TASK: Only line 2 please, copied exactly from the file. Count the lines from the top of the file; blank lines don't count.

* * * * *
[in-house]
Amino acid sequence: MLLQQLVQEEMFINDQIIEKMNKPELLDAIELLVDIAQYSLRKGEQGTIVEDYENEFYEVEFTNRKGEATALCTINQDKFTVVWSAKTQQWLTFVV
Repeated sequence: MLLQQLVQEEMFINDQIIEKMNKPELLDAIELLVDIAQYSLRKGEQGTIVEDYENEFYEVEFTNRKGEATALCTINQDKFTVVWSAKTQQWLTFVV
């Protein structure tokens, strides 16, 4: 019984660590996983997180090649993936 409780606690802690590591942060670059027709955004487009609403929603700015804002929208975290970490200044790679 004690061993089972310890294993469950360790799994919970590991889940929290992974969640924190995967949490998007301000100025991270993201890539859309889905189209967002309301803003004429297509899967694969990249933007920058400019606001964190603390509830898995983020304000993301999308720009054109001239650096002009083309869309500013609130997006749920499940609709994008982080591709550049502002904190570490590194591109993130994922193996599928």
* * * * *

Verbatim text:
Amino acid sequence: MLLQQLVQEEMFINDQIIEKMNKPELLDAIELLVDIAQYSLRKGEQGTIVEDYENEFYEVEFTNRKGEATALCTINQDKFTVVWSAKTQQWLTFVV